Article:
TYC said most other counties send so few children it's impossible to tell
whether they have reduced how many offenders they send. Last year, records
show, judges sent more than 2,700 juveniles to TYC. During one week at the
end of January, TYC admitted 84 children.

In Dallas County, state District Judge Bill Mazur is cutting back on how
many youths he sentences to TYC.

"I'm still sending them, but not quite as freely as I was before," Judge
Mazur said. "There are some close calls. The close ones don't go."

In Rockwall County, state District Judge Brett Hall sends only one or two
kids to the youth commission each year. He said that he wants to make sure
problems are corrected before he sends any more.

"But ultimately, for a serious offender, you don't have other options under
the law," he said.

Other area judges echoed his sentiments.

State District Judge Cheryl Lee Shannon, a juvenile court judge for 12 years
in Dallas County, said offenses such as murder mean the child needs the
strict supervision and rehabilitation of the youth commission.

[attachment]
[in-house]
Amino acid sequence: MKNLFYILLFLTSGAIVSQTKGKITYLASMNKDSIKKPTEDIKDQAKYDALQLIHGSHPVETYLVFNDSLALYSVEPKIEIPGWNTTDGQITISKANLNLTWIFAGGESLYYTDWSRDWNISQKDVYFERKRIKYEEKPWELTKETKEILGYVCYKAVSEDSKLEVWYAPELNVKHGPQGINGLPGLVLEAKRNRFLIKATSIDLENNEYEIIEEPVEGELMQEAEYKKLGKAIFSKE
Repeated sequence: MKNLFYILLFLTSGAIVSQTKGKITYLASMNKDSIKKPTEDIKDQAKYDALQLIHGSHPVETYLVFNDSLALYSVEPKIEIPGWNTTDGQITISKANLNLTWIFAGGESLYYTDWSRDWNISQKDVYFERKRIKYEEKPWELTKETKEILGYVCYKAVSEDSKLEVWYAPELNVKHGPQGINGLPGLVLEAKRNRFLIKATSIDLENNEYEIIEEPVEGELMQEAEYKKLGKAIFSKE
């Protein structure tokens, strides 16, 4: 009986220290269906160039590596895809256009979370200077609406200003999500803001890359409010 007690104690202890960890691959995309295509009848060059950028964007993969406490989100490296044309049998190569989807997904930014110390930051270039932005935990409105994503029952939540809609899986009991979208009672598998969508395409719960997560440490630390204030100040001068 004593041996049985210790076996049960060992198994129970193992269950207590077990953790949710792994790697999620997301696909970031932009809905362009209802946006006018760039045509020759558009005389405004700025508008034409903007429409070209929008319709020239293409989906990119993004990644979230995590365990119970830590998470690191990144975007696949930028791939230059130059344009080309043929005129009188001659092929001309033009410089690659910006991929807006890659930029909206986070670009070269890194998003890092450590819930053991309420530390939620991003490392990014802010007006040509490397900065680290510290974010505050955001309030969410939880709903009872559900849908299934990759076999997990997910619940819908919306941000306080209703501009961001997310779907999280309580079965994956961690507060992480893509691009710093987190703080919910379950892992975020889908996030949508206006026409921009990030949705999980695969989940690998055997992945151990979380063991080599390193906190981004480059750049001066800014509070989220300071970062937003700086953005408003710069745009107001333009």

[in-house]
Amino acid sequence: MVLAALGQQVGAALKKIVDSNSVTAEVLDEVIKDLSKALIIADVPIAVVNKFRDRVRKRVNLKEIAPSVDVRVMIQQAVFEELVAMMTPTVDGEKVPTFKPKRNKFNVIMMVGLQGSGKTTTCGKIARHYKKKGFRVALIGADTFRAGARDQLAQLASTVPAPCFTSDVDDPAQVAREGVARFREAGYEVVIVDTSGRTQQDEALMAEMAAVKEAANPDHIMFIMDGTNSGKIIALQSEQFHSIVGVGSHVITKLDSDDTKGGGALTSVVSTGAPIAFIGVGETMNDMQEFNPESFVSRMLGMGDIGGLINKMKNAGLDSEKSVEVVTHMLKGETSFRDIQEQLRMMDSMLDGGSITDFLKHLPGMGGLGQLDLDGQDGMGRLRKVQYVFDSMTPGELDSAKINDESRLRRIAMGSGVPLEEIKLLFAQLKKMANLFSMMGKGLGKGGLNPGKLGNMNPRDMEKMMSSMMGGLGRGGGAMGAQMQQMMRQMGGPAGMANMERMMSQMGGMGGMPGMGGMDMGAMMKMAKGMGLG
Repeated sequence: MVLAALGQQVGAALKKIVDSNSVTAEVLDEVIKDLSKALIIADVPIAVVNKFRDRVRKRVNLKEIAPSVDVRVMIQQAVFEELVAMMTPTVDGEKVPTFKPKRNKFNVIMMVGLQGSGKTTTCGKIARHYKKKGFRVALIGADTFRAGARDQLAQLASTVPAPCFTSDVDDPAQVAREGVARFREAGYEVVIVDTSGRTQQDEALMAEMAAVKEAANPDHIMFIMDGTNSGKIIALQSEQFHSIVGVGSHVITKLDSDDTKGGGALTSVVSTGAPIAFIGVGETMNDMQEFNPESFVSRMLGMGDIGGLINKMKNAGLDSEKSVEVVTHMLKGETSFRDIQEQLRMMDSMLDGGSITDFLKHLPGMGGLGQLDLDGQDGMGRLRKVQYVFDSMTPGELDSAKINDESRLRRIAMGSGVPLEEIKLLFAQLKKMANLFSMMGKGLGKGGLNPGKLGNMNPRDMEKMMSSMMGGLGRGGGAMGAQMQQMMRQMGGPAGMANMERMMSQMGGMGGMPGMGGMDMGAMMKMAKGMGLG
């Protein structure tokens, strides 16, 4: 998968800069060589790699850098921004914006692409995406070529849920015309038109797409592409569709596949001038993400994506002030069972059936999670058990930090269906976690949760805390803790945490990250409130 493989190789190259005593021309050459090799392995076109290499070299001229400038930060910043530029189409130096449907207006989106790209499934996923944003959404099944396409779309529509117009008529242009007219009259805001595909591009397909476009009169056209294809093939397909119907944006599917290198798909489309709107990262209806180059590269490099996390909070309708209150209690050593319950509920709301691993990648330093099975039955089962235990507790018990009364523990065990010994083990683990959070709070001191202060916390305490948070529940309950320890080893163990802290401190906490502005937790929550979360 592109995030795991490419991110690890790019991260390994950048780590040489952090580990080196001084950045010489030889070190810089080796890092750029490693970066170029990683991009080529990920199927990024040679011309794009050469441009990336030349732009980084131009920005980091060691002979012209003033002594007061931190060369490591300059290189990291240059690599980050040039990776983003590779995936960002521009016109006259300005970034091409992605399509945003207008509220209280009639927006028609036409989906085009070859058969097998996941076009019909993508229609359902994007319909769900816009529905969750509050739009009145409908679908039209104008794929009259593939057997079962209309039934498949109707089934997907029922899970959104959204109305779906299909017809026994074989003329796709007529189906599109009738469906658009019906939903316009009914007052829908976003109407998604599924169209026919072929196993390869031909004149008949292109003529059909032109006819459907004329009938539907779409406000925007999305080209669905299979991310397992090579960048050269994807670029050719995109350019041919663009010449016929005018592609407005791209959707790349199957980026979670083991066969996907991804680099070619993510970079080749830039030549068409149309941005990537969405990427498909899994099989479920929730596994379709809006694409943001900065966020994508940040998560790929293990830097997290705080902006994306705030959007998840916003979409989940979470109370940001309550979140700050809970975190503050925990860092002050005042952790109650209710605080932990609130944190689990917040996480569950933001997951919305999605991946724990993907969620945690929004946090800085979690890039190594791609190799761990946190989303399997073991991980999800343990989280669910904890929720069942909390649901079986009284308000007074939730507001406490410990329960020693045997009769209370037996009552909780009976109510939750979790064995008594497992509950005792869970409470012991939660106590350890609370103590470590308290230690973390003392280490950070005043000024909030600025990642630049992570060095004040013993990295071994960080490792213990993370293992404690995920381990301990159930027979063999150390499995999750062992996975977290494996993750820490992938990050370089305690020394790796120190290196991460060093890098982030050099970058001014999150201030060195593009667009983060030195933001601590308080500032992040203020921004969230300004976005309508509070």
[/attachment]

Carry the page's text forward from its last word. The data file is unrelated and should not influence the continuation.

Other times, she said, the juvenile has already exhausted options such as
probation and community programs. Other options include at-home probation,
intense probation, drug treatment centers, trade schools and therapeutic
foster homes.

Judge Shannon said she would continue to send youths to TYC when it is
appropriate, but added, "I am keeping tabs on what's happened through my
sources and through the media."

Despite its problems, the youth commission can do good work, she said. Also,
it's sometimes best for residents that the youthful offender is removed from
the community.

"While the youth commission is having some challenges, there is a community
out there that needs protection as well. We don't want to overcompensate,"
she said. "There are many cases that have come back to me where I see the
youth commission has done a good job. I don't want to lose the big picture
while the agency is dealing with the significant problems they are having."

Effect on juries
This issue isn't only affecting judges. It's something for juries to
consider, as well.

In Collin County, state District Judge Cynthia Wheless said she recently
dismissed half a dozen potential jurors because they said they would find a
juvenile not guilty in an indecency with a child case even if they believed
he molested the child. They did not want to send the boy to the youth